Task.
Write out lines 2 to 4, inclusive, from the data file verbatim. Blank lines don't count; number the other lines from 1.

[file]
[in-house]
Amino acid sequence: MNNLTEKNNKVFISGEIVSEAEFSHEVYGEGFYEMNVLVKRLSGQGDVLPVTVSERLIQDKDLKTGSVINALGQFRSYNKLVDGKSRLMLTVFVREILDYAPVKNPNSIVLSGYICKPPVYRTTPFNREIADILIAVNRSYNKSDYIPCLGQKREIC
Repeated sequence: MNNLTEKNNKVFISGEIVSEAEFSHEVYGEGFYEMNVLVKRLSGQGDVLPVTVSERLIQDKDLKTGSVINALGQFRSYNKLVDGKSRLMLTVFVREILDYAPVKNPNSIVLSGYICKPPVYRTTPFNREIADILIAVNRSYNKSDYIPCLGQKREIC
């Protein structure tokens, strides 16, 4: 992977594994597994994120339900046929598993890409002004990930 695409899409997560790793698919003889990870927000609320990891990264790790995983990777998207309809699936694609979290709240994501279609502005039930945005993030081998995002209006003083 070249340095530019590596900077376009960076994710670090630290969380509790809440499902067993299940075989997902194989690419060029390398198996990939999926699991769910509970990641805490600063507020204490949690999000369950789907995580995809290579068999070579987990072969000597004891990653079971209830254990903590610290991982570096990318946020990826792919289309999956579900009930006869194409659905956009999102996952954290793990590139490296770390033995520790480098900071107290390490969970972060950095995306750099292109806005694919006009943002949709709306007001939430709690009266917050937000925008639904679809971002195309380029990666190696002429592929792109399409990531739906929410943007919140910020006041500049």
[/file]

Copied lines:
Amino acid sequence: MNNLTEKNNKVFISGEIVSEAEFSHEVYGEGFYEMNVLVKRLSGQGDVLPVTVSERLIQDKDLKTGSVINALGQFRSYNKLVDGKSRLMLTVFVREILDYAPVKNPNSIVLSGYICKPPVYRTTPFNREIADILIAVNRSYNKSDYIPCLGQKREIC
Repeated sequence: MNNLTEKNNKVFISGEIVSEAEFSHEVYGEGFYEMNVLVKRLSGQGDVLPVTVSERLIQDKDLKTGSVINALGQFRSYNKLVDGKSRLMLTVFVREILDYAPVKNPNSIVLSGYICKPPVYRTTPFNREIADILIAVNRSYNKSDYIPCLGQKREIC
């Protein structure tokens, strides 16, 4: 992977594994597994994120339900046929598993890409002004990930 695409899409997560790793698919003889990870927000609320990891990264790790995983990777998207309809699936694609979290709240994501279609502005039930945005993030081998995002209006003083 070249340095530019590596900077376009960076994710670090630290969380509790809440499902067993299940075989997902194989690419060029390398198996990939999926699991769910509970990641805490600063507020204490949690999000369950789907995580995809290579068999070579987990072969000597004891990653079971209830254990903590610290991982570096990318946020990826792919289309999956579900009930006869194409659905956009999102996952954290793990590139490296770390033995520790480098900071107290390490969970972060950095995306750099292109806005694919006009943002949709709306007001939430709690009266917050937000925008639904679809971002195309380029990666190696002429592929792109399409990531739906929410943007919140910020006041500049």